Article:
Vodafone UK Ultrafast 5G available in Six More UK Cities

Vodafone UK has expanded its 5G services to more than 100 places in the UK and Europe

Vodafone UK has announced that their new ultrafast 5G data network has now gone live in busy areas around the cities of Belfast, Edinburgh and Leeds, as well as the towns of Cheadle, Rochdale and Stockport around Greater Manchester. There’s also an update on 5G roaming and MORAN technology.

 

In terms of 5G roaming across other countries, Vodafone is still the only UK operator to offer this in parts of Germany, Italy and Spain at no extra cost. Today the operator has also added five locations inside the Republic of Ireland to that roaming list (i.e. Cork, Dublin, Limerick, Galway and Waterford). Naturally roaming coverage is limited by the roll-out pace of operators in other countries, as well as our own.

Vodafone 5g UK

On top of all that Vodafone has just become the first UK company to successfully introduce 5G Multi-Operator Radio Access Network (MORAN) technology, which simply enables providers to share the same mobile base station (i.e. helping to reduce energy and the number of masts needed).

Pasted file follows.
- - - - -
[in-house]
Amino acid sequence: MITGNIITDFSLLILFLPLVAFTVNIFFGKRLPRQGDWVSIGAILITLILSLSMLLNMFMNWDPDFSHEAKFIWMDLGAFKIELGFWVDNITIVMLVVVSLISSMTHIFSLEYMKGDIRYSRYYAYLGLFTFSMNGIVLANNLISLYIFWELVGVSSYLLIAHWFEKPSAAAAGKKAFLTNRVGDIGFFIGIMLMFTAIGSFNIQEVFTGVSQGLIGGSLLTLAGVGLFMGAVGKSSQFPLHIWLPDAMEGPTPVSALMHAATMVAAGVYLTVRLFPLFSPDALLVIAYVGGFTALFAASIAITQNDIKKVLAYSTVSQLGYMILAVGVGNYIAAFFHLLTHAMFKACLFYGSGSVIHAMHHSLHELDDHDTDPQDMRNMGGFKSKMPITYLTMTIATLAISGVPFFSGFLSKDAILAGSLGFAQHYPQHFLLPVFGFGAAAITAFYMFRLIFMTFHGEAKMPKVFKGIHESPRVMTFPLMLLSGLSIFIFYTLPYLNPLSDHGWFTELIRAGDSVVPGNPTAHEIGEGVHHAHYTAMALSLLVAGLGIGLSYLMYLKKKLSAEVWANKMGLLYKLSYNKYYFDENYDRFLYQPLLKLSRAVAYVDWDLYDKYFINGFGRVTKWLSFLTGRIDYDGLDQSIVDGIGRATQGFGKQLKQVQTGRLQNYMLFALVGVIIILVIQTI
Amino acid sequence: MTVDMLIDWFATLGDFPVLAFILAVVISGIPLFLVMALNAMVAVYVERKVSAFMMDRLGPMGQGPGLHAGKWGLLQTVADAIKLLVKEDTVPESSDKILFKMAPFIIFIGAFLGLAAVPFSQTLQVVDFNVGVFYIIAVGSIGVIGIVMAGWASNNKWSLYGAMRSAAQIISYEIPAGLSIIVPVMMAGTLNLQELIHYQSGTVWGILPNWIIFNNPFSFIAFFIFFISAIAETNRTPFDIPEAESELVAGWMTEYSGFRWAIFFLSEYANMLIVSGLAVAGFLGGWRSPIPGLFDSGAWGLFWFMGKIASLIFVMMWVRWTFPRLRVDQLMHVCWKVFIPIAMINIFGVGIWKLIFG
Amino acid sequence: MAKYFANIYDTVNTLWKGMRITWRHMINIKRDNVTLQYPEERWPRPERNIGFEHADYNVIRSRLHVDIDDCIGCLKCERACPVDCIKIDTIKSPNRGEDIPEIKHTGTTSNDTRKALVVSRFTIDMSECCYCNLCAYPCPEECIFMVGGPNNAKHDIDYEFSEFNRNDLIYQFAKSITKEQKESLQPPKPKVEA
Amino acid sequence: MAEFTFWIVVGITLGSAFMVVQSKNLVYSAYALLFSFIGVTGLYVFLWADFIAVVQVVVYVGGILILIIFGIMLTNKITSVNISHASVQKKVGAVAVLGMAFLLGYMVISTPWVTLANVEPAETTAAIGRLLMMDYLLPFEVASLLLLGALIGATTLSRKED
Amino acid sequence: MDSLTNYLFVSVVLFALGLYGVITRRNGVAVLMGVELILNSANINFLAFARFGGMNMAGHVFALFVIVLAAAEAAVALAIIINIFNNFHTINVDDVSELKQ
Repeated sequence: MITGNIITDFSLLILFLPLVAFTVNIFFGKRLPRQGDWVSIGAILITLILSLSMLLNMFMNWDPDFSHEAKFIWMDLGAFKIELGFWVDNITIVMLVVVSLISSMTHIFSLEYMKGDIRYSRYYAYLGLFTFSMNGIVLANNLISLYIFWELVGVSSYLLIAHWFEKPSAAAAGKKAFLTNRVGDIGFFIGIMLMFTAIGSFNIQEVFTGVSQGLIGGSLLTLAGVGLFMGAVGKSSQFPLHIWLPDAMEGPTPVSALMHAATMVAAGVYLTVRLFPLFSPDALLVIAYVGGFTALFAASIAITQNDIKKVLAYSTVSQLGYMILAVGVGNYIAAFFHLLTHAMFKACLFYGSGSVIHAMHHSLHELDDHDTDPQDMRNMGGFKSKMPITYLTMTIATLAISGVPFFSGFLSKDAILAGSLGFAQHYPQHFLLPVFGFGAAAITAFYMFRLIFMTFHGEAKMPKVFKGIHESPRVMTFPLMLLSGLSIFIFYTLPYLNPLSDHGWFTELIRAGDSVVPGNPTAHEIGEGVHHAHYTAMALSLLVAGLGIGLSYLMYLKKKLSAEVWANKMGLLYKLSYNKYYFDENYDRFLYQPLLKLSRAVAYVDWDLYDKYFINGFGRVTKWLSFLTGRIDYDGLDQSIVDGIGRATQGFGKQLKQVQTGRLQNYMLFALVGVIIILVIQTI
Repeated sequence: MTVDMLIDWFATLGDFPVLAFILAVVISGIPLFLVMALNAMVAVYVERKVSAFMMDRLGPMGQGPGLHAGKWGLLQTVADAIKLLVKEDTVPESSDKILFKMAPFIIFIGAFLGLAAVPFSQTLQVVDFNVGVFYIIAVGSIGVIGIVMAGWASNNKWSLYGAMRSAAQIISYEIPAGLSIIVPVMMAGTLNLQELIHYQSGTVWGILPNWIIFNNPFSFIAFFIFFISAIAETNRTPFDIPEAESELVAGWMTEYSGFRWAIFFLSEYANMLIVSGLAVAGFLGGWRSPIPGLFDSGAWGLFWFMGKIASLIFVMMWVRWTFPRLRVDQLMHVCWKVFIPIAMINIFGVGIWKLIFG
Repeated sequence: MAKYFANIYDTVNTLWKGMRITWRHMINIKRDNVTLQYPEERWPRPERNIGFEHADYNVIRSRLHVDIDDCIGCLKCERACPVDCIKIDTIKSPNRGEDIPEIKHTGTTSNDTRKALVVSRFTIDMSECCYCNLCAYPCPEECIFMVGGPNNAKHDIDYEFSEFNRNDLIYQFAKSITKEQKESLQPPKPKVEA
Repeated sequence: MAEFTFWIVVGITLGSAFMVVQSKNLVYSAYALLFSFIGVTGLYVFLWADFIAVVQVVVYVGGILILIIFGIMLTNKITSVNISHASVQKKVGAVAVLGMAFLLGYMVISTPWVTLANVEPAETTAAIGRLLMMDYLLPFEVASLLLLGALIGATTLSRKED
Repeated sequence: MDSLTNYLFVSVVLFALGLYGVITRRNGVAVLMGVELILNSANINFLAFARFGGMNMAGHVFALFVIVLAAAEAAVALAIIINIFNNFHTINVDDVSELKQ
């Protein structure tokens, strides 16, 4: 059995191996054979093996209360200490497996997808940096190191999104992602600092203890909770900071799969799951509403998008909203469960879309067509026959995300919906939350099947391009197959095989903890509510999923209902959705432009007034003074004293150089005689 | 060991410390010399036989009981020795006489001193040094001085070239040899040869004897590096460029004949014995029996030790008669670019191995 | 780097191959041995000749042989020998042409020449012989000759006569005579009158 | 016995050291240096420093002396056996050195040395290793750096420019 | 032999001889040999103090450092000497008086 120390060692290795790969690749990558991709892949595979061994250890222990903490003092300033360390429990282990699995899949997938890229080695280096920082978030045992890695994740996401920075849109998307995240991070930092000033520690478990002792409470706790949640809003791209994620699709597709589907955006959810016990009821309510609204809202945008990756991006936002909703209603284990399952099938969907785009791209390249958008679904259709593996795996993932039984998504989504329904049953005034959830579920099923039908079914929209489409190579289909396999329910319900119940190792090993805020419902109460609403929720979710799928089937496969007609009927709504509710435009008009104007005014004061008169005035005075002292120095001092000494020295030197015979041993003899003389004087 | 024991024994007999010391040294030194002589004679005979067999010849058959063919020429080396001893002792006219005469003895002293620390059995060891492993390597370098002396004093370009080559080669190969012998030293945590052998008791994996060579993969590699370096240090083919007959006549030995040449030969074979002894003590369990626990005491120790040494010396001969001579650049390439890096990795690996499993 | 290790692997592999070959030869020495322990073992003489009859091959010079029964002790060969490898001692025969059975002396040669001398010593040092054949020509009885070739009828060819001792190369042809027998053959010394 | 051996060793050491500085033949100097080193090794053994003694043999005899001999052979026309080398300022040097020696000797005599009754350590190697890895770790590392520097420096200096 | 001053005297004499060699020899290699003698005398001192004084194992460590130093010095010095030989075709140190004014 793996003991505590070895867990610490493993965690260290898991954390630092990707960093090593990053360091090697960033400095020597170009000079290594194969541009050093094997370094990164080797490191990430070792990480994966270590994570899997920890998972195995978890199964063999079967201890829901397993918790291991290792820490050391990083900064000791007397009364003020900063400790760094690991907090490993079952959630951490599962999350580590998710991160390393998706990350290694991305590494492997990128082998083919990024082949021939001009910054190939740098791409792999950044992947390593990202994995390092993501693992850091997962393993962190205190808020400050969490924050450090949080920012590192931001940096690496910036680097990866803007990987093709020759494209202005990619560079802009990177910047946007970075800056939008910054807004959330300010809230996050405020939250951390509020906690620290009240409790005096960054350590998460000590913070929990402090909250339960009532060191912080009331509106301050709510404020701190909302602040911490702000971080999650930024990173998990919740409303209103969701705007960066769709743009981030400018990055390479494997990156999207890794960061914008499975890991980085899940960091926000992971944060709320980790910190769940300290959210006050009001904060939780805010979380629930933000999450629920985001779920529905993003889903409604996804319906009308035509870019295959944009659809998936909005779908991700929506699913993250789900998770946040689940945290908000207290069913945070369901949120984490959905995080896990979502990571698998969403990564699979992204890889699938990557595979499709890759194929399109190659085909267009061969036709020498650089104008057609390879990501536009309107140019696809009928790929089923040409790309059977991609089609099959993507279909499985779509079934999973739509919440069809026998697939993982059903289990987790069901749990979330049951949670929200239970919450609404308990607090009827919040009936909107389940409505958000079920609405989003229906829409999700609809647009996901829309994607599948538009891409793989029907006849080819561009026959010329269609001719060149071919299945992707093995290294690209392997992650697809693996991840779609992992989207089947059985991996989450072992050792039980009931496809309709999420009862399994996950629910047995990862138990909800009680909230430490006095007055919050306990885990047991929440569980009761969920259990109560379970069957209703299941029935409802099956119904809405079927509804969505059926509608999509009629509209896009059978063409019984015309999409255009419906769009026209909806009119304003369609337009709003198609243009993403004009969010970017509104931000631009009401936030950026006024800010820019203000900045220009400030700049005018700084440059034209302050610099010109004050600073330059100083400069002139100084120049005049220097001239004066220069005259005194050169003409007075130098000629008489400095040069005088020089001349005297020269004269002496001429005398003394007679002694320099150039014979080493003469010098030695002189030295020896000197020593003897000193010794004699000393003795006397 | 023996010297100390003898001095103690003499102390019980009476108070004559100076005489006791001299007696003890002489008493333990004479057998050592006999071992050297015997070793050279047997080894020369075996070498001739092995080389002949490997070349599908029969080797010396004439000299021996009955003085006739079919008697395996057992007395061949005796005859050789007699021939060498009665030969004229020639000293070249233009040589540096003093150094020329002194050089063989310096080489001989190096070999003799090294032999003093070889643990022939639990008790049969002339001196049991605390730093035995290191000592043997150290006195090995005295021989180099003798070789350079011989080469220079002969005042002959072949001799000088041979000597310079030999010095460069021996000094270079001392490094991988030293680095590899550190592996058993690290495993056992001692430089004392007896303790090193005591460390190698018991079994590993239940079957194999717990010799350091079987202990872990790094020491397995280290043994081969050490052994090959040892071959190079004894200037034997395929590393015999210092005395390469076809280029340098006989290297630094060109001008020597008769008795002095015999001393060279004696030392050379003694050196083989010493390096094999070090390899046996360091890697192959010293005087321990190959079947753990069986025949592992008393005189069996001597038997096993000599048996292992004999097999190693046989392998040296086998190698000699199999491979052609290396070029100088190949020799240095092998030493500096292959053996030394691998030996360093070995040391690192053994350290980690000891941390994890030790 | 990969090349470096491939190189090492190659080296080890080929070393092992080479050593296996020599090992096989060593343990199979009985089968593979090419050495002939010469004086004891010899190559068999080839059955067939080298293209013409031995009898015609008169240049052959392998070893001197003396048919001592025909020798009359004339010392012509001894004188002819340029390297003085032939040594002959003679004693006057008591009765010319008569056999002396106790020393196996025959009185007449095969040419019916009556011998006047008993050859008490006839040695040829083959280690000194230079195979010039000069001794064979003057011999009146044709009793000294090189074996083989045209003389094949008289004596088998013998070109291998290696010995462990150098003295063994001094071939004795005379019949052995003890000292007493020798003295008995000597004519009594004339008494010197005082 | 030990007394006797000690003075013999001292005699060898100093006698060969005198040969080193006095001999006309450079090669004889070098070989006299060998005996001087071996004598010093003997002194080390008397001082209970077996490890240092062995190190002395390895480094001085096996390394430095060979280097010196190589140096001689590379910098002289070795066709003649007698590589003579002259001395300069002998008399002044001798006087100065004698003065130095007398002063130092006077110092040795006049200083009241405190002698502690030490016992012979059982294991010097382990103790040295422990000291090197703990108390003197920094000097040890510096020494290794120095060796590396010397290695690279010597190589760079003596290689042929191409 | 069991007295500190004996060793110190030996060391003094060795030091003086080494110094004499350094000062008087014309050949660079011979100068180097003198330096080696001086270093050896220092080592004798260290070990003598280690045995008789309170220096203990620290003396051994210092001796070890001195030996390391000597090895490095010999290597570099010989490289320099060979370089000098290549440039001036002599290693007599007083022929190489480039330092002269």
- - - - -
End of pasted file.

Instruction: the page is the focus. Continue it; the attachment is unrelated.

Exact details of how the operator will deploy MORAN weren’t given, although no doubt it could have a role to play as part of both their network sharing agreement with O2 and the new £1bn industry-led Shared Rural Network (SRN) scheme (i.e. improving geographic 4G coverage to 95% of the UK by 2025).

Nick Jeffery, Vodafone UK CEO, said: “We have started the new year as we mean to go on. We now offer 5G in double the number of places than our nearest rival and we have significantly boosted the capacity of our network. It is ready for the arrival in 2020 of some great new 5G handsets and the next big software release bringing ultra-low latency. Together, these will push 5G to the next level.”

The mention of “ultra-low” latency is interesting as so far 5G mobile networks have only been able to produce a smaller improvement than expected over 4G, although part of the reason for that is because a lot of early deployments have lacked some of the key features and spectrum bands required.

However in theory the 5G network itself (excluding remote servers) should be capable of fast latency down to around just 1ms (millisecond) in fixed wireless environments and 4ms in mobile ones.

Klook.com

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